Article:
Researchers from the top economics school in the United States are warning that they estimate that 42% of the 36.2 million Americans who have lost their jobs over the past 10 weeks will not regain their jobs.
The report titled “COVID-19 Is Also a Reallocation Shock,” issued by the University of Chicago’s Becker Friedman Institute found that while workers’ former jobs are not coming back, there are some growing job sectors.
There is a shift and some major corporations are hiring. Those companies are hiring in thousands or tens of thousands, but the new hiring will not come close to making up the difference in the job losses.
In Rhode Island, the hospitality industry is being hit hard and numerous restaurants have already declared they will never reopen.
Restaurants Eleven Forty Nine in Warwick, Nick’s on Westminster and Bravo in Providence, Red Stripe in East Greenwich, and Griswold’s in Newport have all announced they are permanently closed, impacting hundreds of jobs.
As of Monday, the Rhode Island Department of Labor and Training reported 221,898 have filed for unemployment insurance, 53,060 have filed for “gig” economy benefits, and another 22,127 have filed for temporary disability insurance benefits.
Impact of the Coronavirus on Employment
“The COVID-19 pandemic and efforts to contain the virus are exacting a staggering economic toll in countries around the world. China’s economy shrank 6.8 percent in the first quarter of 2020 on a year-on-year basis, and Eurozone economies shrank at a 14.8 percent annualized rate,” write the report’s authors Jose Maria Barrero, Nick Bloom and Steven Davis.
“In the United States, nearly 28 million persons filed new claims for unemployment benefits over the six-week period ending April 25,” they continue. “The U.S. economy shrank at an annualized rate of 4.8 percent in the first quarter of 2020, and many analysts project it will shrink at a rate of 25% or more in the second quarter. Yet, even as much of the economy is shuttered, some firms are expanding in response to pandemic-induced demand shifts.”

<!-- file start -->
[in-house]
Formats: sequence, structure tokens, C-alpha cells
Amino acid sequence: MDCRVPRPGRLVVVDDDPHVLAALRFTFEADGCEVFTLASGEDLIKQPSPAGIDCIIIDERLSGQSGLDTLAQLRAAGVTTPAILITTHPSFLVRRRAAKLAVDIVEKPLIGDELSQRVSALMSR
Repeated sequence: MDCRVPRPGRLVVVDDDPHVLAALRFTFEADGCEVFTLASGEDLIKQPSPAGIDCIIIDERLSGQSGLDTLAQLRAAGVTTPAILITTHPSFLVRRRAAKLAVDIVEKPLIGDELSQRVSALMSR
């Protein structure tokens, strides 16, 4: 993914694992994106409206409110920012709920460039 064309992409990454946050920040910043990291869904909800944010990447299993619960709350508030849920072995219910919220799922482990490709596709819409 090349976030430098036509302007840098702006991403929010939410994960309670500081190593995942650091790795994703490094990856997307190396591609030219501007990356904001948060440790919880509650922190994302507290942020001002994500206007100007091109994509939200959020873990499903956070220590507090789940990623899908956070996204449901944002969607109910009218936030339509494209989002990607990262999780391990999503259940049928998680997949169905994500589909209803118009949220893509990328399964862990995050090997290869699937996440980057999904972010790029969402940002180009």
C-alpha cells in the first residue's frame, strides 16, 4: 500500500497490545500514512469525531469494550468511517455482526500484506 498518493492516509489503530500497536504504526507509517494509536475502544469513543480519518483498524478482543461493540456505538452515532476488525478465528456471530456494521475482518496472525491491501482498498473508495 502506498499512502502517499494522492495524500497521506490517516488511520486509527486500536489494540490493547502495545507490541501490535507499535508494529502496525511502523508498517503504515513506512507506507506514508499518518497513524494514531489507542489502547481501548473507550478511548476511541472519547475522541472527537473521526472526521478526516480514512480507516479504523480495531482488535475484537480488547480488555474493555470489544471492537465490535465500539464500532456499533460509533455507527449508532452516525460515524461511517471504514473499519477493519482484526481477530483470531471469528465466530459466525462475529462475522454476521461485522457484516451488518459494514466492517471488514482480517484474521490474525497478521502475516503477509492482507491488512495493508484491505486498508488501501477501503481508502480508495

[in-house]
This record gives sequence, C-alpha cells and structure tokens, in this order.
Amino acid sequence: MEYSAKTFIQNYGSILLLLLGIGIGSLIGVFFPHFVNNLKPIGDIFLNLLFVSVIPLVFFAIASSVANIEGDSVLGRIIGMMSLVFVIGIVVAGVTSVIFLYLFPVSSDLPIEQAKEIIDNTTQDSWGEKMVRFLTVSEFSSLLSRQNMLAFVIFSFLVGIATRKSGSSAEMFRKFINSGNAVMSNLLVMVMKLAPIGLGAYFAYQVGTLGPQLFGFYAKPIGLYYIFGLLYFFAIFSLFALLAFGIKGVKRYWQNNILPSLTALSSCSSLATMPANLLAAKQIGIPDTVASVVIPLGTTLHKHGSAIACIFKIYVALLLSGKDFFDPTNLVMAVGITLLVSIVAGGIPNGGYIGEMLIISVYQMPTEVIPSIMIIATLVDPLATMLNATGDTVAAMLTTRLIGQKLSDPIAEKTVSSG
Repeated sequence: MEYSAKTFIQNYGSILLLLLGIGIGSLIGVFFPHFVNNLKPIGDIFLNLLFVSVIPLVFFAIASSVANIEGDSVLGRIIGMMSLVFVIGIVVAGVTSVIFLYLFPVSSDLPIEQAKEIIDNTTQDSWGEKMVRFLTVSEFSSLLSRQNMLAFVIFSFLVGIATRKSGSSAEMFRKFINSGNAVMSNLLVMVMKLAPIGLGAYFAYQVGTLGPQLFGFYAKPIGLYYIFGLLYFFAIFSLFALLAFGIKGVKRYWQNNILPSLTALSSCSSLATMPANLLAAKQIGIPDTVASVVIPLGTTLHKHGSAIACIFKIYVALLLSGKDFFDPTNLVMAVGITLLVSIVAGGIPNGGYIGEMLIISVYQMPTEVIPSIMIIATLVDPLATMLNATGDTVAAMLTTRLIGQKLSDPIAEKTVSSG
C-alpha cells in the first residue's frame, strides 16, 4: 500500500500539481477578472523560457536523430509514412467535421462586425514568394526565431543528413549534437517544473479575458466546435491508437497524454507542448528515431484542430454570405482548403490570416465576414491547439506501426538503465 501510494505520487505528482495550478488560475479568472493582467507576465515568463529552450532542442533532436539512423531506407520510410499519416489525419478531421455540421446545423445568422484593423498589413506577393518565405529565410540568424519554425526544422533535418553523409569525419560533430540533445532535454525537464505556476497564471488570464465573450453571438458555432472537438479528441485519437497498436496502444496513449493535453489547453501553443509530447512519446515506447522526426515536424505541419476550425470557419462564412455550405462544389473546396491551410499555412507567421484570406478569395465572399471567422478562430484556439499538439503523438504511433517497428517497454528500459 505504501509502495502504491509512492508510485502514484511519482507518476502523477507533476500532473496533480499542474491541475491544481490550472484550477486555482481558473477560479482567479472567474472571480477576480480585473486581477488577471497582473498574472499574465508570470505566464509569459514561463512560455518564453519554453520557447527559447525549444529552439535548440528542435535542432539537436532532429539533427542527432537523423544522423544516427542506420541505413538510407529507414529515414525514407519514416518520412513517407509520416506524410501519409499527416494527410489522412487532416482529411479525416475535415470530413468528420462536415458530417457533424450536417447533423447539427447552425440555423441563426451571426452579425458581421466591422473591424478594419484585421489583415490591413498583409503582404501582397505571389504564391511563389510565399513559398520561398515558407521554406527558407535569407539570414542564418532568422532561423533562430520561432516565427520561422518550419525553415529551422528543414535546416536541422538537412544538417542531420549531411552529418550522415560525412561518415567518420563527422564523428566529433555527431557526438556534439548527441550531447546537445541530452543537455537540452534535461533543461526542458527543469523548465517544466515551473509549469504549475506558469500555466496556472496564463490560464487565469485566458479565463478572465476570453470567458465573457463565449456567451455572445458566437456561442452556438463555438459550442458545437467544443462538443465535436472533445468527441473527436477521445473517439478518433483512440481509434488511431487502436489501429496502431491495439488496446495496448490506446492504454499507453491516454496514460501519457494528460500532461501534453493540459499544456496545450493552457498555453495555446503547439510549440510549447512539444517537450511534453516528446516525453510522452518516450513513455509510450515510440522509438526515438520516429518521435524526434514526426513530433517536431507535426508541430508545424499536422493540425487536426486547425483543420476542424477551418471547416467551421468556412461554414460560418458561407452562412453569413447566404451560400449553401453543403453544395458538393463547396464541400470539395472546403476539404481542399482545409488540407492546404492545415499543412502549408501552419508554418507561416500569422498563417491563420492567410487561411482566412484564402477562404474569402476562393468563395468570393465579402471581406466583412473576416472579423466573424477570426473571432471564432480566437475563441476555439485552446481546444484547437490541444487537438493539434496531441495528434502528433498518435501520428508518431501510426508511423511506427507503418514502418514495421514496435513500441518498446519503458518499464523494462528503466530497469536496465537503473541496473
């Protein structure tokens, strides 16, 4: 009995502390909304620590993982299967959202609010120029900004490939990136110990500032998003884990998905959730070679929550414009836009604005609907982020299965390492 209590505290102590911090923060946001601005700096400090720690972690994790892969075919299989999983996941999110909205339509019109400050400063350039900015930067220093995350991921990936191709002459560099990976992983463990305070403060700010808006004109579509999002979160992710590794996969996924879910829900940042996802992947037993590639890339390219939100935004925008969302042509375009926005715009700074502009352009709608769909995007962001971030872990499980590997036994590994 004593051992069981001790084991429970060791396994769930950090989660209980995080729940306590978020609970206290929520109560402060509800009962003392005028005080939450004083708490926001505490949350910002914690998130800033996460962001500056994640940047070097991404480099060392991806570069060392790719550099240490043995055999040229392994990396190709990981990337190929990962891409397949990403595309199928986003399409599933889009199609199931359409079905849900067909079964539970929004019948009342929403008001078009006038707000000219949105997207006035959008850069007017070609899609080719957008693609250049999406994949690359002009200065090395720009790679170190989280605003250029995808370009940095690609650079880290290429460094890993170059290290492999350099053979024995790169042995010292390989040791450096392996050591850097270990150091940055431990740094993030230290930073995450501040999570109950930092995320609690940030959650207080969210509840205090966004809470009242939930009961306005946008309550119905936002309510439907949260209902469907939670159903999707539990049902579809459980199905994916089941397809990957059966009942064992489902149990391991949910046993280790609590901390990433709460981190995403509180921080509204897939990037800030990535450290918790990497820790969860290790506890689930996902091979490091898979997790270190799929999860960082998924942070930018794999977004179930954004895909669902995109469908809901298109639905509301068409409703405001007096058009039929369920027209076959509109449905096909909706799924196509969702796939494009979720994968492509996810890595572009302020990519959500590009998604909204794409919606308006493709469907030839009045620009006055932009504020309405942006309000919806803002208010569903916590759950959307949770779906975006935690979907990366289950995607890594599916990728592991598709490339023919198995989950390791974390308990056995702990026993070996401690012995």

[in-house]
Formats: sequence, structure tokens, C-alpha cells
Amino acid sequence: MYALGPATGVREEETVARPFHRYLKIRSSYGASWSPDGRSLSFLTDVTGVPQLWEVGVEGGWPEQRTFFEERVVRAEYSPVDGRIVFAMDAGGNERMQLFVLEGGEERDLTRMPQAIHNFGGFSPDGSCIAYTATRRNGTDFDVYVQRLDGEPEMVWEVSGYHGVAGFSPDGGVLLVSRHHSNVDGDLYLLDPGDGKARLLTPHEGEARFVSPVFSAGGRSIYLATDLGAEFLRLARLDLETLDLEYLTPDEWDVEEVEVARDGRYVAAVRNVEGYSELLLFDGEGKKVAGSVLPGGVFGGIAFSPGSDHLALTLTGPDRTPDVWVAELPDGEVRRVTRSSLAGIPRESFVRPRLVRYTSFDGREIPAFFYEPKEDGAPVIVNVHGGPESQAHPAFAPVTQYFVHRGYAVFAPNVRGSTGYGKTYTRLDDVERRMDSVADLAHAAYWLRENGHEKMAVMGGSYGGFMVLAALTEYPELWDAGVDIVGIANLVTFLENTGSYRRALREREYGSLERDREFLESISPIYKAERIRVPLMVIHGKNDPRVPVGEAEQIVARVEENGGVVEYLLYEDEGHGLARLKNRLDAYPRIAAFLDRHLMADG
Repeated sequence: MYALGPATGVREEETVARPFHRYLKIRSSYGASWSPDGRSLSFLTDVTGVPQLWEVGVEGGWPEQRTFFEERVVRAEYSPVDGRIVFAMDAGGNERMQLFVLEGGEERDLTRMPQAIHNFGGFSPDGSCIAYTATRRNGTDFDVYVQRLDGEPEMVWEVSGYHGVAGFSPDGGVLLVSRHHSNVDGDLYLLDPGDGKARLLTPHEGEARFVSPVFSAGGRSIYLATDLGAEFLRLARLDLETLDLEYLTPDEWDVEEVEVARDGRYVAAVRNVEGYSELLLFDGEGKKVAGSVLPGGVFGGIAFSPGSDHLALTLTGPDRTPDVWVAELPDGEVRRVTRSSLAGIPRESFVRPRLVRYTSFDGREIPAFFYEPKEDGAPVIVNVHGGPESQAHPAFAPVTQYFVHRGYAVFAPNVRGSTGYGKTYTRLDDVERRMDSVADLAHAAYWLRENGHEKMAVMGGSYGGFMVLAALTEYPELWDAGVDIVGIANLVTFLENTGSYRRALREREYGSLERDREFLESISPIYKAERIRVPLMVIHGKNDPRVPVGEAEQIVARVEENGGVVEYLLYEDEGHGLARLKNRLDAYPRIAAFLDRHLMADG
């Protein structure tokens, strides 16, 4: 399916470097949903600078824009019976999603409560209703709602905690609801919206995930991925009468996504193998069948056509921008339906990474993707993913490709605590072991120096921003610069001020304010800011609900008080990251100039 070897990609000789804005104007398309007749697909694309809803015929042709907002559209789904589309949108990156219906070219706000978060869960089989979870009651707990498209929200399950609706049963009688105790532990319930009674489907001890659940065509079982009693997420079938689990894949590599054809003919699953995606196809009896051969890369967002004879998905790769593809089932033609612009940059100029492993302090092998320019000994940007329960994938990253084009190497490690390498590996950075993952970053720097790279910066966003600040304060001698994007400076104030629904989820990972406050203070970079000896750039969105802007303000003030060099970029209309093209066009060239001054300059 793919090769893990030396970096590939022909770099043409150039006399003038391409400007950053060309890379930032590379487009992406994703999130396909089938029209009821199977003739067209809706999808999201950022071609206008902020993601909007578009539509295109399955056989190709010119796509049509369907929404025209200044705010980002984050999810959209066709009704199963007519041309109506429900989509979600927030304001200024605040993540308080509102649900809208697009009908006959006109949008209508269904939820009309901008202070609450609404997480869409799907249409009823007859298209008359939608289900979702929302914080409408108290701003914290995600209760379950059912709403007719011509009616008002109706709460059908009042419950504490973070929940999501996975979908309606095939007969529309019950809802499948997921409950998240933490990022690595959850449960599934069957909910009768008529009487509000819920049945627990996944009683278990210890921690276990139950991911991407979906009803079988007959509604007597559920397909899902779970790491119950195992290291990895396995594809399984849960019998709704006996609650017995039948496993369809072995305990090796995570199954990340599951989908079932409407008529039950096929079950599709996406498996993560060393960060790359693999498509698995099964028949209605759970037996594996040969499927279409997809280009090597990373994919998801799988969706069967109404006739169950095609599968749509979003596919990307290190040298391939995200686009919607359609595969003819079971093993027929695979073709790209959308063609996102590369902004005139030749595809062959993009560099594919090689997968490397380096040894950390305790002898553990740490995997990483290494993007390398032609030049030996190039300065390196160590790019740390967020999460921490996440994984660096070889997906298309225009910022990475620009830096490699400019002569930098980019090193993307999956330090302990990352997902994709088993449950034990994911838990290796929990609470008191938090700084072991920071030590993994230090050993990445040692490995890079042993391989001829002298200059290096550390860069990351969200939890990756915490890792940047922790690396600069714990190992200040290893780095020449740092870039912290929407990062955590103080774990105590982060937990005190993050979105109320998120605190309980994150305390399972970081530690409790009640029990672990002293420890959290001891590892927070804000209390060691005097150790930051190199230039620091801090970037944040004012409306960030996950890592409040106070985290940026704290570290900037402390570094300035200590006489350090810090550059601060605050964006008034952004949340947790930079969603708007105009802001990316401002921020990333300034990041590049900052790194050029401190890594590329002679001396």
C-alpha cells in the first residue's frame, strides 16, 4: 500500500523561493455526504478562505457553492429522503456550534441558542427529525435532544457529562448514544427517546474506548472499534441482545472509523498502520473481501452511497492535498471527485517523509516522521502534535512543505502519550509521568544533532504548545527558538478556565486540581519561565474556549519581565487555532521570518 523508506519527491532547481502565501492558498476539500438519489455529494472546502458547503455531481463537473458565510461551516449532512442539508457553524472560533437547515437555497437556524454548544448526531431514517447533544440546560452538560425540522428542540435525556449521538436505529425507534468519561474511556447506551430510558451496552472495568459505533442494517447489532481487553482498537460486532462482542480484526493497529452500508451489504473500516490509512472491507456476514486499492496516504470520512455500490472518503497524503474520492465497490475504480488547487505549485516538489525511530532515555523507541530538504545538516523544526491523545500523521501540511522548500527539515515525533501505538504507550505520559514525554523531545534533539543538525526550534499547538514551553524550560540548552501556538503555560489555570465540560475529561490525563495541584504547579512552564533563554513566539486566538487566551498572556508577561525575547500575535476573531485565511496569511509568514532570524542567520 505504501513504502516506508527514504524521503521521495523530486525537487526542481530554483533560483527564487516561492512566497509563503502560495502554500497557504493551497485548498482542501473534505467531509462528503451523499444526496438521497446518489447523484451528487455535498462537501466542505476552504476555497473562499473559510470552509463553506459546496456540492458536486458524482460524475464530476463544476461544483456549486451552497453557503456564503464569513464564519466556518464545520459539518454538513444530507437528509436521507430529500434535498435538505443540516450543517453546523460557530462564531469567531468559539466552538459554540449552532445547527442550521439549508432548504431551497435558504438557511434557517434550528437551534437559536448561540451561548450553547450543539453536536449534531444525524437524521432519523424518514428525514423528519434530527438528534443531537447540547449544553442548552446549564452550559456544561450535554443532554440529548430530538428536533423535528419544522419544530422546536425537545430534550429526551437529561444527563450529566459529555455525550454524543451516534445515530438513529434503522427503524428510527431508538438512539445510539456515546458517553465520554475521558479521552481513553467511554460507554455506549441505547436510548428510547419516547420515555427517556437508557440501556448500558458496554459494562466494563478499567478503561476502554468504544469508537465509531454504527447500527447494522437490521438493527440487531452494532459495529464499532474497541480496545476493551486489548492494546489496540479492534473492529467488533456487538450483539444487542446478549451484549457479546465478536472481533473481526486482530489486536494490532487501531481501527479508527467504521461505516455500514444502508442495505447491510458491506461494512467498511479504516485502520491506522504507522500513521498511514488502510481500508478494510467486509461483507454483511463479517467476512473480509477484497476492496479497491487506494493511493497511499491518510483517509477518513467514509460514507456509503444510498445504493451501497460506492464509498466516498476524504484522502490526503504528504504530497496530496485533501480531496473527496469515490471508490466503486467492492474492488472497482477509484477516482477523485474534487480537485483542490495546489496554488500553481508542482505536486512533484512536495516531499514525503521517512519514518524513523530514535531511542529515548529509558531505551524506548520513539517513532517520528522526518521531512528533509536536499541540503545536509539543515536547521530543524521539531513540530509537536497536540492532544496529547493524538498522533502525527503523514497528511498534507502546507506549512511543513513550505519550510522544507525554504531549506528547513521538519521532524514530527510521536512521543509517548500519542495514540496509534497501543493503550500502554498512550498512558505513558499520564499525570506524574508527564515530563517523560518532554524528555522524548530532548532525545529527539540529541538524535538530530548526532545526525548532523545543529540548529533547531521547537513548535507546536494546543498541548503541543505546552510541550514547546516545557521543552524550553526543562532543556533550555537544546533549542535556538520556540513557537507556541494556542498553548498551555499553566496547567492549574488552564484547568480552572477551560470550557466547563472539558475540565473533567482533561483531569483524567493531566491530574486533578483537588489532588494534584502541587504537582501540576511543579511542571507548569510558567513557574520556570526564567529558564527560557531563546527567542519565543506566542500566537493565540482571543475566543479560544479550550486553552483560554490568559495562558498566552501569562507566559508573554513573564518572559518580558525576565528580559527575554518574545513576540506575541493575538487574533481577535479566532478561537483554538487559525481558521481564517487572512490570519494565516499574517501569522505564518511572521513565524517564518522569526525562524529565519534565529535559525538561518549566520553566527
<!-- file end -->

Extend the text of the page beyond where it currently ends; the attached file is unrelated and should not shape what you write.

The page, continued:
“Drawing on our survey evidence and historical evidence of how layoffs relate to recalls, we estimate that 42 percent of recent pandemic-induced layoffs will result in permanent job loss. If the pandemic and partial economic shutdown linger for many months, or if pandemics with serious health consequences and high mortality rates become a recurring phenomenon, there will be profound, long-term consequences for the reallocation of jobs, workers and capital across firms and locations.”
The unemployment rate is at its highest since the Great Depression. The current situation differs from that of the early 20th century in a few ways that may prevent the U.S. from entering another depression.
The pace of homeowners requesting mortgage relief because of the coronavirus pandemic has slowed considerably.
Fewer Americans are calling their mortgage servicers to ask for relief from mortgage payments, but the housing industry isn’t out of the woods yet.
More than 4.1 million homeowners are in forbearance plans now, according to the latest data from the Mortgage Bankers Association.
While mortgage servicers are still facing stress because of the record deluge of requests for payment relief, signs suggest that homeowners’ prospects have improved as parts of the country have begun to emerge from coronavirus stay-at-home orders.
A record drop in housing starts…